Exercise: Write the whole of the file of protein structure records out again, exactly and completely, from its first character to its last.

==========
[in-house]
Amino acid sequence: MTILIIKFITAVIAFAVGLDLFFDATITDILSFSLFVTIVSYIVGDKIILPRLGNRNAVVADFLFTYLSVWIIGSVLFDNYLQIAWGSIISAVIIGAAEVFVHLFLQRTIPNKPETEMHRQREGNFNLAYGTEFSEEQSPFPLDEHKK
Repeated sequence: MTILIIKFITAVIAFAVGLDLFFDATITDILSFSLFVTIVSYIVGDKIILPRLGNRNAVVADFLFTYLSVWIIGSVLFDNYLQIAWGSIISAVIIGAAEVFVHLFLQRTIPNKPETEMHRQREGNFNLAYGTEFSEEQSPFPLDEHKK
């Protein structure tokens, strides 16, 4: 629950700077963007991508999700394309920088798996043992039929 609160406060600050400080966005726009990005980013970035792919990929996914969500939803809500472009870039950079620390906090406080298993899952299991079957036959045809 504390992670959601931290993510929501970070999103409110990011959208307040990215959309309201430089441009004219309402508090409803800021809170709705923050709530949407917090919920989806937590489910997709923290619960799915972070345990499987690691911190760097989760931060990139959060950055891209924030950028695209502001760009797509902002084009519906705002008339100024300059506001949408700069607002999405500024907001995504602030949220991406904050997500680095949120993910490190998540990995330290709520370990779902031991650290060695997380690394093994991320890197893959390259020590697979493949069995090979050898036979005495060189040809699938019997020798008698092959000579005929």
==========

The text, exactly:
[in-house]
Amino acid sequence: MTILIIKFITAVIAFAVGLDLFFDATITDILSFSLFVTIVSYIVGDKIILPRLGNRNAVVADFLFTYLSVWIIGSVLFDNYLQIAWGSIISAVIIGAAEVFVHLFLQRTIPNKPETEMHRQREGNFNLAYGTEFSEEQSPFPLDEHKK
Repeated sequence: MTILIIKFITAVIAFAVGLDLFFDATITDILSFSLFVTIVSYIVGDKIILPRLGNRNAVVADFLFTYLSVWIIGSVLFDNYLQIAWGSIISAVIIGAAEVFVHLFLQRTIPNKPETEMHRQREGNFNLAYGTEFSEEQSPFPLDEHKK
């Protein structure tokens, strides 16, 4: 629950700077963007991508999700394309920088798996043992039929 609160406060600050400080966005726009990005980013970035792919990929996914969500939803809500472009870039950079620390906090406080298993899952299991079957036959045809 504390992670959601931290993510929501970070999103409110990011959208307040990215959309309201430089441009004219309402508090409803800021809170709705923050709530949407917090919920989806937590489910997709923290619960799915972070345990499987690691911190760097989760931060990139959060950055891209924030950028695209502001760009797509902002084009519906705002008339100024300059506001949408700069607002999405500024907001995504602030949220991406904050997500680095949120993910490190998540990995330290709520370990779902031991650290060695997380690394093994991320890197893959390259020590697979493949069995090979050898036979005495060189040809699938019997020798008698092959000579005929």